Stop us if you’ve heard this story before… A Louisville man is accused of dozens of counts of animal abuse. [WLKY]

How is it ethical journalistically for WHAS11’s Claudia Coffee to cover State Auditor of Public Accounts Adam Edelen without any sort of disclosure? She’s done it for months and months (most recently yesterday) like it’s no big deal. That, folks, is why we tend to roll our eyes at HAS lately. [Integrity Is Everything]

Two teens may face the death penalty in connection with a double slaying over the weekend. [WAVE3]

Papa John’s International Inc. posted higher sales and profit during the second quarter, the Louisville-based pizza chain reported Tuesday. [Business First]

Land owners and environmentalists are gathering in Frankfort to protest a proposed pipeline that would carry flammable liquids through several counties in northern Kentucky. [WLEX18]

Despite facing national and state funding cuts this year, AmeriCorps will be adding new members to Jefferson County Public Schools’ program targeting at-risk students. [WFPL]

If you spend a few minutes digging through the Kentucky Retirement Systems performance documentation for fiscal year 2013, you’ll notice that one of the most notorious managers using placement agents has disappeared. [Page One]

After more than half a decade of enrollment decreases, Greater Clark County Schools announced an expected increase of 100 students for the new school year. [News & Tribune]

Arena Authority Revenue Dropped? Surely Not!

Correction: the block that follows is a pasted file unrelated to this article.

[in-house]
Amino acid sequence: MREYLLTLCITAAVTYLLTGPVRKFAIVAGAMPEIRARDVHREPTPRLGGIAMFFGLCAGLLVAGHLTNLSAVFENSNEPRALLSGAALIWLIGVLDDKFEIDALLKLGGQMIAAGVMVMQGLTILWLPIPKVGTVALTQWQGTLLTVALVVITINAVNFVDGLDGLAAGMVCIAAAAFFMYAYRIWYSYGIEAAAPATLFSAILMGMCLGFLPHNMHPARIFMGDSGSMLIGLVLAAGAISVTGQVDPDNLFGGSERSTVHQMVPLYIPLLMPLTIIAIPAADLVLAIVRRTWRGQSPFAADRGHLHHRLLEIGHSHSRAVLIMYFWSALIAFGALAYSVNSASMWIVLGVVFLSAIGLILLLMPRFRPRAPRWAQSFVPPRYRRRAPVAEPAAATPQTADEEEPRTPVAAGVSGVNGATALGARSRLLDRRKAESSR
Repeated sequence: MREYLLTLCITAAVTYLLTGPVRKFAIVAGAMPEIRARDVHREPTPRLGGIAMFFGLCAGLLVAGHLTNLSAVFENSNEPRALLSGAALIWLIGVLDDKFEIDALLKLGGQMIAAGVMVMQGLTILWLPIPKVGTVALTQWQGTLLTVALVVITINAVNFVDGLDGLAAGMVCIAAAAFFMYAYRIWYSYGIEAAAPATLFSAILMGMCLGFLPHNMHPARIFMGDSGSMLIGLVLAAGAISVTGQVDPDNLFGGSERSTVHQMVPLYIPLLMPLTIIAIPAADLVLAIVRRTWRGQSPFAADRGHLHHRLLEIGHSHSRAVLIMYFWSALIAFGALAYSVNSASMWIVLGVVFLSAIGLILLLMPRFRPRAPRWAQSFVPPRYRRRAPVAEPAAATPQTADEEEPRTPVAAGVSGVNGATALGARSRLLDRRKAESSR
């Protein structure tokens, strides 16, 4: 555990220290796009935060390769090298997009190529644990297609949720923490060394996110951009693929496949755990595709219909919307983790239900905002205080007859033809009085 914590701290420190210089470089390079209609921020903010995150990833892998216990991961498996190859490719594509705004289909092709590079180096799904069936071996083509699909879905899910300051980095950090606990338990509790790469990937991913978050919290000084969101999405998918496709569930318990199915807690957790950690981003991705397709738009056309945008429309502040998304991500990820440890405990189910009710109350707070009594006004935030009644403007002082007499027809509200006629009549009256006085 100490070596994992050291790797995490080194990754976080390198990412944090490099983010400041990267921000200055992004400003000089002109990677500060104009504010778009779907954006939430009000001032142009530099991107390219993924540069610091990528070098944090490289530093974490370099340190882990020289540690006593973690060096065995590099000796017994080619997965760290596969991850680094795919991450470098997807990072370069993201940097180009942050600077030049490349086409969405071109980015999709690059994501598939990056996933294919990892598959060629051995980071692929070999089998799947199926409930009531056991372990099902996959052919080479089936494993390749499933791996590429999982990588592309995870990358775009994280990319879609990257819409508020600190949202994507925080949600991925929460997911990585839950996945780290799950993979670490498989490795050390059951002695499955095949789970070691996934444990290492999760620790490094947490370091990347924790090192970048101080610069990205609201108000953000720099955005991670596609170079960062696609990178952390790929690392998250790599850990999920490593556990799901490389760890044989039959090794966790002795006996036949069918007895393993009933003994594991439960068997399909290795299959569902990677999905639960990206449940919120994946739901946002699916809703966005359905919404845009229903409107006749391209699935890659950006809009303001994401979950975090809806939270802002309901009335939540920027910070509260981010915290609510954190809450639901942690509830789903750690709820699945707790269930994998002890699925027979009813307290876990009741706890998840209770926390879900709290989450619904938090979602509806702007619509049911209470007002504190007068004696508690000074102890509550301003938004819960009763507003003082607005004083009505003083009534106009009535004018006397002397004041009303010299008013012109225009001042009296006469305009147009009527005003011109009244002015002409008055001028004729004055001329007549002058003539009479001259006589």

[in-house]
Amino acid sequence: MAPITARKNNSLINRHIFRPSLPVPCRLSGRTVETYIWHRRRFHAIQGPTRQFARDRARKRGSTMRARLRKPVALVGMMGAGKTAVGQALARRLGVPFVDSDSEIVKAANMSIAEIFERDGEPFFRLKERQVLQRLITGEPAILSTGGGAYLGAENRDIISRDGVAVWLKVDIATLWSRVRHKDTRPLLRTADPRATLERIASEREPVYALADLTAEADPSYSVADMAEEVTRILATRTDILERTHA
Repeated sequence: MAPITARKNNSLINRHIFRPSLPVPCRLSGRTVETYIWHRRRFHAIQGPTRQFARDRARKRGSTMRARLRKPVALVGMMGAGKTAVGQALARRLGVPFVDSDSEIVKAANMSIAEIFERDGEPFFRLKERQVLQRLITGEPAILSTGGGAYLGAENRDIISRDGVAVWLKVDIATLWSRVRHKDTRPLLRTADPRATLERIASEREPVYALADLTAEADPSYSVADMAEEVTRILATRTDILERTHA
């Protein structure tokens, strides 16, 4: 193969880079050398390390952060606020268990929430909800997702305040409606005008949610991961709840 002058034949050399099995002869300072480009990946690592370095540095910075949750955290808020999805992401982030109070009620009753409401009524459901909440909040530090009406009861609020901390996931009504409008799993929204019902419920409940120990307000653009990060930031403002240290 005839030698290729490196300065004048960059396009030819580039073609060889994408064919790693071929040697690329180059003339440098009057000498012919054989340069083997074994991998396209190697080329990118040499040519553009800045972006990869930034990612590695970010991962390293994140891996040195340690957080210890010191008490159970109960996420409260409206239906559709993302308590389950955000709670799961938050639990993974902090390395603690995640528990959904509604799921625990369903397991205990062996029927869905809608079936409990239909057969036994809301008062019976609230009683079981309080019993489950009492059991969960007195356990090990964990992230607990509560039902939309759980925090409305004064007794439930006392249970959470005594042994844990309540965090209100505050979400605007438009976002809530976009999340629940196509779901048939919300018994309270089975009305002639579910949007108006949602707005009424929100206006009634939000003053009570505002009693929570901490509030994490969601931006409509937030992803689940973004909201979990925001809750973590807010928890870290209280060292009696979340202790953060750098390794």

Louisville Metro Police say they found more than just drugs during a narcotics investigation at a Louisville hotel: they found several women acting as prostitutes. [WDRB]

Several Louisville Metro Council members aren’t happy with Mayor Greg Fischer for failing to restore previously cut urban services in his new budget proposal. [WFPL]

This is certainly not a humane way to put any sick pet down. The guy obviously needs a crash course on common sense. But firing him as a councilman? That’s kind of extreme in this instance – and we’re all crazed animal lovers here. [WHAS11]

Here’s your non-shocker of the morning. Arena authority financials show a reliance on city money and event revenue dropped by more than $4 million. [C-J/AKN]

As the school year rounds out for Jefferson County Public Schools, union contract negotiations began Monday between the district and the teacher’s association. This comes of the heels of criticism from Kentucky’s education commissioner about some of JCPS’ low-performing schools. [WLKY]

Kentucky judicial officials are moving to suspend a senior judge over allegations of misbehavior during two hearings, including an appeal from a death row inmate. A hearing is set for Tuesday in Paducah for Senior Judge Martin McDonald before the Kentucky Judicial Conduct Commission. [H-L]

Today John Yarmuth meets with Kentucky Community and Technical College System President Michael B. McCall. [Press Release]

The effectiveness of school suspensions is up for debate. California is the most recent battleground, but a pattern of uneven application and negative outcomes is apparent across the country. [NPR]

Dear WHAS11 medialady: dismissing suicide prevention efforts in a sarcastic manner is a surefire way to get us to tell the world who you’re humping for stories. This city has a tragic suicide rate and it is not something to be laughed at. [Media Failure]

A woman convicted of burning down her business for insurance money is ready to clear her name. [WAVE3]

One of 14 people arraigned last week on federal charges of being part of a drug distribution ring was a Jefferson County Public Schools bus driver, the school system said. And you wonder why the school bus system is so screwed up in Louisville. [C-J/AKN]

Last month, Kentucky Gov. Steve Beshear announced plans to expand Medicaid eligibility to individuals who are at or below 133 percent of the federal poverty level. [Business First]